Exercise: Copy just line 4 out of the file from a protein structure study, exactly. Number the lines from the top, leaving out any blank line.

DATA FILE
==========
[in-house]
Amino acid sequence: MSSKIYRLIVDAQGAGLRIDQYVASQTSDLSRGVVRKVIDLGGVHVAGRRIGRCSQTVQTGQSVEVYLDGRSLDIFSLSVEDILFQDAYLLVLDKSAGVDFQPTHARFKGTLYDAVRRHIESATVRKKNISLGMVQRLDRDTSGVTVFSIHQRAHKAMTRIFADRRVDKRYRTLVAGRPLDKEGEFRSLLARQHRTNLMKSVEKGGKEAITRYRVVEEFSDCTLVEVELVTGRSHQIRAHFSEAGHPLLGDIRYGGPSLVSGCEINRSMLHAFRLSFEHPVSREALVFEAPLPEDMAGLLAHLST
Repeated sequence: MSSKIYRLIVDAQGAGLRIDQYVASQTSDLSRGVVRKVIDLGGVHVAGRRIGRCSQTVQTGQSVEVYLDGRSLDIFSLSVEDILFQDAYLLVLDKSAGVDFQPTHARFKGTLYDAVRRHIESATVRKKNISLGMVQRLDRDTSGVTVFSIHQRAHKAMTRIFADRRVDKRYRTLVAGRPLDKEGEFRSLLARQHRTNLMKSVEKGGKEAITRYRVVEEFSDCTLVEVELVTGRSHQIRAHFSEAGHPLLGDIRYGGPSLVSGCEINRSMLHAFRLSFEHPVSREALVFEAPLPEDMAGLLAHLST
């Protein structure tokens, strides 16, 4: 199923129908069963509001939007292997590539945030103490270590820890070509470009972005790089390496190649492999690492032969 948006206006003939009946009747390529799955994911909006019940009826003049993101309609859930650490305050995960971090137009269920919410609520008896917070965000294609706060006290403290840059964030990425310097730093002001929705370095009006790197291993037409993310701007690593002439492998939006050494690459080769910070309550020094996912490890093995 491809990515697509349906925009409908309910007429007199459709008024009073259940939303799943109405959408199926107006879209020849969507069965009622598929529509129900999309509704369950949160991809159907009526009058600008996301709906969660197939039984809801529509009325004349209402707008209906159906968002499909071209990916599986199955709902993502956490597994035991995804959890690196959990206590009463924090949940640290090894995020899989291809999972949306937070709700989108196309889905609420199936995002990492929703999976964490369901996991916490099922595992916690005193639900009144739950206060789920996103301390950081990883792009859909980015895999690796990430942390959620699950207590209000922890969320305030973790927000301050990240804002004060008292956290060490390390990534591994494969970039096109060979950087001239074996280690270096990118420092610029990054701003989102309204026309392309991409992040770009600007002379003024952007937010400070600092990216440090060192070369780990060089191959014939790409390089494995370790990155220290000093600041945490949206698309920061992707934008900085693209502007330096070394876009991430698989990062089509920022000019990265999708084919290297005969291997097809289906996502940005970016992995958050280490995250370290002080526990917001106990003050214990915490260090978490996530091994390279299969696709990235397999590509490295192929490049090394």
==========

């Protein structure tokens, strides 16, 4: 199923129908069963509001939007292997590539945030103490270590820890070509470009972005790089390496190649492999690492032969 948006206006003939009946009747390529799955994911909006019940009826003049993101309609859930650490305050995960971090137009269920919410609520008896917070965000294609706060006290403290840059964030990425310097730093002001929705370095009006790197291993037409993310701007690593002439492998939006050494690459080769910070309550020094996912490890093995 491809990515697509349906925009409908309910007429007199459709008024009073259940939303799943109405959408199926107006879209020849969507069965009622598929529509129900999309509704369950949160991809159907009526009058600008996301709906969660197939039984809801529509009325004349209402707008209906159906968002499909071209990916599986199955709902993502956490597994035991995804959890690196959990206590009463924090949940640290090894995020899989291809999972949306937070709700989108196309889905609420199936995002990492929703999976964490369901996991916490099922595992916690005193639900009144739950206060789920996103301390950081990883792009859909980015895999690796990430942390959620699950207590209000922890969320305030973790927000301050990240804002004060008292956290060490390390990534591994494969970039096109060979950087001239074996280690270096990118420092610029990054701003989102309204026309392309991409992040770009600007002379003024952007937010400070600092990216440090060192070369780990060089191959014939790409390089494995370790990155220290000093600041945490949206698309920061992707934008900085693209502007330096070394876009991430698989990062089509920022000019990265999708084919290297005969291997097809289906996502940005970016992995958050280490995250370290002080526990917001106990003050214990915490260090978490996530091994390279299969696709990235397999590509490295192929490049090394």